The lifestyles of the ultra-Orthodox are in a process of constant flux. More and more ultra-Orthodox Israelis are using the internet, holding a driving license, and taking vacations. It is clear that despite the significant gaps which still exist between the ultra-Orthodox and the rest of the Jewish population in these areas, there is a growing trend towards greater integration of the ultra-Orthodox into the Israeli mainstream.
Enlistment into the IDF and Volunteer in Civilian National Service
At the end of 2019, the head of the IDF’s Manpower Division appointed a commission to review the data on ultra-Orthodox conscription to the IDF, following media reports of inflated figures. Until a full review of this issue has been completed, we are unable to discuss ultra-Orthodox service in the IDF, and are confining our analysis to volunteering in civilian National Service programs. Once the data on IDF service has been fully reviewed, we will update our data in the online version of this Report.
In 2018, 530 ultra-Orthodox men joined civilian National Service programs—that is, only 5% of male graduates of the ultra-Orthodox education system. This figure of 530 is only one-quarter of the most recent (2016) target that was set of 2,000 new recruits. . Over the past few years, civilian National Service has become less and less attractive for the ultra-Orthodox, and the numbers joining this service in 2018 dropped to less than half of those in 2011.
Figure 9: Ultra-Orthodox Volunteers in Civilian National Service, 2008–2018
For the first time, in 2017–2018, about half (49%) of ultra-Orthodox adults used the internet. By comparison, only 28% of ultra-Orthodox adults were internet users in 2008–2009. However, this is still a low rate when compared with the rest of the Jewish population, among which 89% of adults use the internet.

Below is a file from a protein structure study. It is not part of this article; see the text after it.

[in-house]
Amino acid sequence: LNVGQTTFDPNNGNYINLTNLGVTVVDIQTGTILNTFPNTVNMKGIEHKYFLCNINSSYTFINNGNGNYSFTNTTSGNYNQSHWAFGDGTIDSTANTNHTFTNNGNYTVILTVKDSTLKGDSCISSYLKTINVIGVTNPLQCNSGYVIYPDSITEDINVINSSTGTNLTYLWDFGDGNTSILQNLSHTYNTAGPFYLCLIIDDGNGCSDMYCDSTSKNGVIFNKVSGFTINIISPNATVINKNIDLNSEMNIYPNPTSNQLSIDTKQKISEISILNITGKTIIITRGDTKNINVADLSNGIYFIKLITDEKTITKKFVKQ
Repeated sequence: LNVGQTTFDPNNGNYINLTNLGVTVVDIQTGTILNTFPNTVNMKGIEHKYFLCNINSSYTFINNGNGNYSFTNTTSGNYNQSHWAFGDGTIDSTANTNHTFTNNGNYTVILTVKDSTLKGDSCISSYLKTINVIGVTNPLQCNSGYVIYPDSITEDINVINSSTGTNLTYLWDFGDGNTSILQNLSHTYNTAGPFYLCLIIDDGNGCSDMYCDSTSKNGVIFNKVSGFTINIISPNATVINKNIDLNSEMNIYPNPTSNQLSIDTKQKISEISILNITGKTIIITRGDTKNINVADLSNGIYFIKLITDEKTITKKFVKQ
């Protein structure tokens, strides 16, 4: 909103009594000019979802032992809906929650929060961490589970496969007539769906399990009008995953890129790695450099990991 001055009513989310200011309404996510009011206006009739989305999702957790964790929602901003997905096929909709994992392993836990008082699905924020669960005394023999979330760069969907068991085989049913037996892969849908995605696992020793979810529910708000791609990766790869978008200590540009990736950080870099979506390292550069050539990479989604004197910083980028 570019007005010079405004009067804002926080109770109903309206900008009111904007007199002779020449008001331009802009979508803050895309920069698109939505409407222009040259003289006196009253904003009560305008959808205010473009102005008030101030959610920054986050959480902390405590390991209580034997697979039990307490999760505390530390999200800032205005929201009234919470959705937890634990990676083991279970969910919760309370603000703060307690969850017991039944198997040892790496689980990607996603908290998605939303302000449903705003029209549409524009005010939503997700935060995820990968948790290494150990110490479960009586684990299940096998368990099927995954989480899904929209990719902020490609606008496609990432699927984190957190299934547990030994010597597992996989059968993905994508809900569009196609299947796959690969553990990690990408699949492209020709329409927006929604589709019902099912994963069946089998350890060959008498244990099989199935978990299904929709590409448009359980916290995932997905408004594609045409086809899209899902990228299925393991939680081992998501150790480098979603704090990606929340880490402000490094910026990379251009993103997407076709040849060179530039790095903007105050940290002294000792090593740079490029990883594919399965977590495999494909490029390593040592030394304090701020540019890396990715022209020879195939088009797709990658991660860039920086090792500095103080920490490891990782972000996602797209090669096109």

Figure 10: Internet Use by Population Group (ages 20+) 2008–2018 (%)
Vacationing in Israel and Abroad
Ultra-Orthodox Israelis prefer to vacation in Israel, though there is a clear rise in the numbers taking vacations abroad. In 2017–2018, 54% of the ultra-Orthodox took a vacation in Israel, and 17% vacationed abroad. In recent years, as noted, there has been a sharp rise in the numbers of those vacationing abroad (up from just 12% in 2013–2014), though this rate remains very low in comparison to the rest of the Jewish population, among whom 52% take vacations outside of Israel.
Figure 11: Vacationing in Israel and Abroad, by Population Group, 2017–2018 (%)
Voting Patterns in Knesset Elections
In the September 2019 elections for the 22nd Knesset, the ultra-Orthodox political parties (United Torah Judaism and Shas) garnered 13.5% of the total vote, compared with 8.2% in the 1992 elections. The voting patterns for United Torah Judaism (UTJ) are an indication of the number of ultra-Orthodox citizens in Israel and their geographic distribution. Some 24% of the UTJ vote came from Jerusalem, and 19% from Bnei Brak. Around 20% of UTJ voters are residents of the “new” ultra-Orthodox cities (Elad, Beitar Illit, Modi’in Illit, and Beit Shemesh), and another 12% live in large cities with a sizable ultra-Orthodox population (Haifa, Netanya, Ashdod, Petah Tikva, and Rehovot). The remaining UTJ voters live in Israel’s geographic periphery, and in other towns.
A comparison of the data from the 1992 and the 2019 elections reveals that as a result of significant influxes of the ultra-Orthodox to specific cities , the percentage of votes for UTJ has doubled or more over that period; Jerusalem, Ashdod, Haifa, and Arad. In Tel Aviv, by contrast, the percentage of UTJ voters was cut by half during the same period of time.
Figure 12: Voter Turnout for UTJ and Shas for the Knesset (13th (1992), 16th (2003), 20th (2015), 21st (2019); total in Israel)
** The Statistical Report on Ultra-Orthodox Society in Israel is based on data from the Central Bureau of Statistics, government ministries and authorities, and the National Insurance Institute.